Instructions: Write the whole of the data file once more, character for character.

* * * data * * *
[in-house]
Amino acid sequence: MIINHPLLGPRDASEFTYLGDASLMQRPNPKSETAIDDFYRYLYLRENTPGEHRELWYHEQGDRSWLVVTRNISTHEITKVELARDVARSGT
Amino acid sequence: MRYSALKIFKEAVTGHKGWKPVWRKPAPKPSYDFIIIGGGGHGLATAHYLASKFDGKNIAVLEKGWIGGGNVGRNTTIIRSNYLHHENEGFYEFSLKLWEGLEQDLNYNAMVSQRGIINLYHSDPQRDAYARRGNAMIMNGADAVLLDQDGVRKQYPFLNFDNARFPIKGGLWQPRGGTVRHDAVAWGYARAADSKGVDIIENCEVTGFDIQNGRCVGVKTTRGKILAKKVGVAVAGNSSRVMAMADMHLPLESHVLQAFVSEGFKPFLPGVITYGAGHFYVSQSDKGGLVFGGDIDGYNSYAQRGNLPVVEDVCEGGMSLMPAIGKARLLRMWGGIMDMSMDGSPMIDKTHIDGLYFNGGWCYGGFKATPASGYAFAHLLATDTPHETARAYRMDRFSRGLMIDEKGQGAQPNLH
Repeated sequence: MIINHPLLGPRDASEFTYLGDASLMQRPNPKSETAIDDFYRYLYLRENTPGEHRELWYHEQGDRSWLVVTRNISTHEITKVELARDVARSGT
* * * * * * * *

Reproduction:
[in-house]
Amino acid sequence: MIINHPLLGPRDASEFTYLGDASLMQRPNPKSETAIDDFYRYLYLRENTPGEHRELWYHEQGDRSWLVVTRNISTHEITKVELARDVARSGT
Amino acid sequence: MRYSALKIFKEAVTGHKGWKPVWRKPAPKPSYDFIIIGGGGHGLATAHYLASKFDGKNIAVLEKGWIGGGNVGRNTTIIRSNYLHHENEGFYEFSLKLWEGLEQDLNYNAMVSQRGIINLYHSDPQRDAYARRGNAMIMNGADAVLLDQDGVRKQYPFLNFDNARFPIKGGLWQPRGGTVRHDAVAWGYARAADSKGVDIIENCEVTGFDIQNGRCVGVKTTRGKILAKKVGVAVAGNSSRVMAMADMHLPLESHVLQAFVSEGFKPFLPGVITYGAGHFYVSQSDKGGLVFGGDIDGYNSYAQRGNLPVVEDVCEGGMSLMPAIGKARLLRMWGGIMDMSMDGSPMIDKTHIDGLYFNGGWCYGGFKATPASGYAFAHLLATDTPHETARAYRMDRFSRGLMIDEKGQGAQPNLH
Repeated sequence: MIINHPLLGPRDASEFTYLGDASLMQRPNPKSETAIDDFYRYLYLRENTPGEHRELWYHEQGDRSWLVVTRNISTHEITKVELARDVARSGT